Google has quietly expanded its “User Choice Billing” pilot to let more developers of non-gaming Android apps offer third-party payment options as alternatives to Google Play’s. Developers will see their service fees of 15 to 30 percent reduced by 4 percent when users select a new third-party billing option, which the developer — not Google — must support in case of customer issues. The news was first reported by 9to5Google.
Now, as of September 1st, registered developers from the European Economic Area (EEA), India, Japan, Indonesia, and Australia can participate in User Choice Billing, according to this enrollment page. Google contends that 99 percent of developers using the company’s own Play Store billing qualify for the 15 percent service fee rate — but it’s the revenue-generating Spotifys of the world who pay Google the contested 30 percent on each in-app purchase.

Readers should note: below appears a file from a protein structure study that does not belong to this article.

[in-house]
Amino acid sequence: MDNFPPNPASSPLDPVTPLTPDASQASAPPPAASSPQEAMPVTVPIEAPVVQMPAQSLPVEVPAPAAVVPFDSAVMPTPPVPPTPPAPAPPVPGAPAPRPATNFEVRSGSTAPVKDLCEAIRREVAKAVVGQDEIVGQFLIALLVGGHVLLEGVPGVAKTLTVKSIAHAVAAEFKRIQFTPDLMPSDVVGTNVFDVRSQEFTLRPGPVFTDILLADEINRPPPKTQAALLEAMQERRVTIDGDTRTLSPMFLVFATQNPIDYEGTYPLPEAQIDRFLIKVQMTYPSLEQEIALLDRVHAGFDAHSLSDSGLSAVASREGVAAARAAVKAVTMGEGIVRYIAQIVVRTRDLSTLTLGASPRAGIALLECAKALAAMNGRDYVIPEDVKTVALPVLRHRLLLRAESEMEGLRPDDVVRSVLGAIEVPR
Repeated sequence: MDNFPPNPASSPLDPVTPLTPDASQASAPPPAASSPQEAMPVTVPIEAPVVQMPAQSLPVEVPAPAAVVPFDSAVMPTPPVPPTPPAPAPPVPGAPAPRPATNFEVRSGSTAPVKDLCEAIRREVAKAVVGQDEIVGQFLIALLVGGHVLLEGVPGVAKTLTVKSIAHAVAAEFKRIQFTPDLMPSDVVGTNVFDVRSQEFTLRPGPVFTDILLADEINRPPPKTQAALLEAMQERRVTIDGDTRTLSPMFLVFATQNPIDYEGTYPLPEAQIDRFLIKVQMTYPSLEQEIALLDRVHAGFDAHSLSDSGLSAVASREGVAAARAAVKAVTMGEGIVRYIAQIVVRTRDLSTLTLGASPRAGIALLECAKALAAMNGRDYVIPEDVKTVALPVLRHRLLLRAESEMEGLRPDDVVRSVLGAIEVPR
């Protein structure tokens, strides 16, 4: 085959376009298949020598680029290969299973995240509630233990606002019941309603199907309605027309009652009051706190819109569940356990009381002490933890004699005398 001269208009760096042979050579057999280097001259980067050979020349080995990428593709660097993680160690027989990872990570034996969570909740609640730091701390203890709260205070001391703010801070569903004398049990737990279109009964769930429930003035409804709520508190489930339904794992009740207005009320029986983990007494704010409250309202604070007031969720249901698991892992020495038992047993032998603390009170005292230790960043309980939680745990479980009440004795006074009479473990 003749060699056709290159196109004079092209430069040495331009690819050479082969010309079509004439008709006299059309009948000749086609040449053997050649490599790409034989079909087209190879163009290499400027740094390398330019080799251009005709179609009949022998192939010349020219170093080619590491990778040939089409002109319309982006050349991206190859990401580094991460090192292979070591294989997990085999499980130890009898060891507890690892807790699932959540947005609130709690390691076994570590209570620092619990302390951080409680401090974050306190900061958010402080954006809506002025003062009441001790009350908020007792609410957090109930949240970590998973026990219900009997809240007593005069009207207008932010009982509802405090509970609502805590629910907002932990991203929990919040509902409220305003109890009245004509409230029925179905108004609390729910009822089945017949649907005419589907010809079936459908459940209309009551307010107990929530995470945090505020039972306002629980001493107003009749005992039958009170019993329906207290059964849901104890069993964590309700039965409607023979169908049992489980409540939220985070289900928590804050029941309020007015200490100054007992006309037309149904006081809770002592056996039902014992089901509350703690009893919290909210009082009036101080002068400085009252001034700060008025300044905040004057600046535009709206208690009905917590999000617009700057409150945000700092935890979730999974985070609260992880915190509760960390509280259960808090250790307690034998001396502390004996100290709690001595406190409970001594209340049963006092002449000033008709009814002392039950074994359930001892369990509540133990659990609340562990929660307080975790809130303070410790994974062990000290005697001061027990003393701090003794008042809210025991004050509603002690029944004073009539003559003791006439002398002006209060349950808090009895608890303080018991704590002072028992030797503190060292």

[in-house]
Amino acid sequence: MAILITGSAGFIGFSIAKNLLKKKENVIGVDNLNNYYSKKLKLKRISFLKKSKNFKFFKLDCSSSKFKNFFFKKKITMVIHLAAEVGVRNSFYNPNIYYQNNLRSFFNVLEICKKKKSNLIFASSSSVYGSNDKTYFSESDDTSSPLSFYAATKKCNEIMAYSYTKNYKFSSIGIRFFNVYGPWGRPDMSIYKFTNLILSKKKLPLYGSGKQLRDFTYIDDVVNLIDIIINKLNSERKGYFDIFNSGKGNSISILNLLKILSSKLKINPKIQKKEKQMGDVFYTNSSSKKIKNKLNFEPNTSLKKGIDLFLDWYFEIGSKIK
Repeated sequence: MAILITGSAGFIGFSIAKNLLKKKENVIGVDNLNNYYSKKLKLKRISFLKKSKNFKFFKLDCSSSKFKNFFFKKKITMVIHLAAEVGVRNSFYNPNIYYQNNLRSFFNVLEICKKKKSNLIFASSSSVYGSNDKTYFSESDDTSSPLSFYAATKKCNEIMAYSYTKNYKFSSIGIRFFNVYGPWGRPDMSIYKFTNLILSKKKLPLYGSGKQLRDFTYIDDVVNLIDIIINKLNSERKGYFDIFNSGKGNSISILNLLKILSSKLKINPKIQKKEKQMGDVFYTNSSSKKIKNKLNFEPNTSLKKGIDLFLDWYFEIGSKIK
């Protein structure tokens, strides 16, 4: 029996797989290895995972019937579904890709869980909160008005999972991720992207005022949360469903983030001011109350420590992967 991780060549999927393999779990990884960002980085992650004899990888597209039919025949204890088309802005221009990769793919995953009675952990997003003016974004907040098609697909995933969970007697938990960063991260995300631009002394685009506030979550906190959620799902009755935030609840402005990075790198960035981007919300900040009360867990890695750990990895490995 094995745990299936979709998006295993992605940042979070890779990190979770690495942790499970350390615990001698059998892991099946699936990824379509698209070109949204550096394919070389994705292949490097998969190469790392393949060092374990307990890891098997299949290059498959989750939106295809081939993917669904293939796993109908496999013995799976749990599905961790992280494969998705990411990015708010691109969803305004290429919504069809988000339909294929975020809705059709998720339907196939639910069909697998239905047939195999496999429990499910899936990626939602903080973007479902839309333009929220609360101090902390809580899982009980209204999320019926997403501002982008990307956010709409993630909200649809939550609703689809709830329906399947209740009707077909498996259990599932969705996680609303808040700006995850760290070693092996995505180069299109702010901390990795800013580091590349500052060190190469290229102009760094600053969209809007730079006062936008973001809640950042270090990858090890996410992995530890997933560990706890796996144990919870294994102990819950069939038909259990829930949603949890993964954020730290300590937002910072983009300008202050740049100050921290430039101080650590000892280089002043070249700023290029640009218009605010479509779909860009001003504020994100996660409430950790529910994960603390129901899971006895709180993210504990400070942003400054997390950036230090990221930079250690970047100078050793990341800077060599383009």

The User Choice Billing pilot originally launched in March with Spotify named as its first partner, after Google was forced to offer alternative in-app payments in South Korea. The moves come in direct response to the intense criticism Google and Apple have received globally over the fees they take from the purchases made in their digital stores that locked developers out of third-party in-app payment systems.
There’s no word on when the program will be expanded to game developers or to developers based in the US. Google only says that, “we expect the pilot details to continue to evolve as we learn more and receive additional feedback.”